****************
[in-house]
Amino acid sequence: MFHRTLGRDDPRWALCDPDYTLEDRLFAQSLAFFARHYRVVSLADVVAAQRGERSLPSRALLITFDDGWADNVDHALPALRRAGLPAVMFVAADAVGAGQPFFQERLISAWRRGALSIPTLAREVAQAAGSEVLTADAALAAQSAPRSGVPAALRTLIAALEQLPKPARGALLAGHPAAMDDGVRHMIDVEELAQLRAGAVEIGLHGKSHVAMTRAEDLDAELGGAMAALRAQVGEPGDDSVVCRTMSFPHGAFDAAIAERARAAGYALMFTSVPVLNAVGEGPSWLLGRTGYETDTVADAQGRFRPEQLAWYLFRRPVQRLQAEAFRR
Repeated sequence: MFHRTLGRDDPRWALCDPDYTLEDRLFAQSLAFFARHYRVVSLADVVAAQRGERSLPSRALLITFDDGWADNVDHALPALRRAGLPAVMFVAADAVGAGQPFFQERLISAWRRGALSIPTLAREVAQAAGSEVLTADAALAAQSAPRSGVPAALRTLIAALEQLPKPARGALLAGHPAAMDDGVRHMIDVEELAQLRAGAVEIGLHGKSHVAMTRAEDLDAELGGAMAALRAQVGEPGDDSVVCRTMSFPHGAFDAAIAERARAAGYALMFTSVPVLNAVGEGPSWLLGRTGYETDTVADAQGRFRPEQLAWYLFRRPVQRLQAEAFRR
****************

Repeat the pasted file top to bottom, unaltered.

[in-house]
Amino acid sequence: MFHRTLGRDDPRWALCDPDYTLEDRLFAQSLAFFARHYRVVSLADVVAAQRGERSLPSRALLITFDDGWADNVDHALPALRRAGLPAVMFVAADAVGAGQPFFQERLISAWRRGALSIPTLAREVAQAAGSEVLTADAALAAQSAPRSGVPAALRTLIAALEQLPKPARGALLAGHPAAMDDGVRHMIDVEELAQLRAGAVEIGLHGKSHVAMTRAEDLDAELGGAMAALRAQVGEPGDDSVVCRTMSFPHGAFDAAIAERARAAGYALMFTSVPVLNAVGEGPSWLLGRTGYETDTVADAQGRFRPEQLAWYLFRRPVQRLQAEAFRR
Repeated sequence: MFHRTLGRDDPRWALCDPDYTLEDRLFAQSLAFFARHYRVVSLADVVAAQRGERSLPSRALLITFDDGWADNVDHALPALRRAGLPAVMFVAADAVGAGQPFFQERLISAWRRGALSIPTLAREVAQAAGSEVLTADAALAAQSAPRSGVPAALRTLIAALEQLPKPARGALLAGHPAAMDDGVRHMIDVEELAQLRAGAVEIGLHGKSHVAMTRAEDLDAELGGAMAALRAQVGEPGDDSVVCRTMSFPHGAFDAAIAERARAAGYALMFTSVPVLNAVGEGPSWLLGRTGYETDTVADAQGRFRPEQLAWYLFRRPVQRLQAEAFRR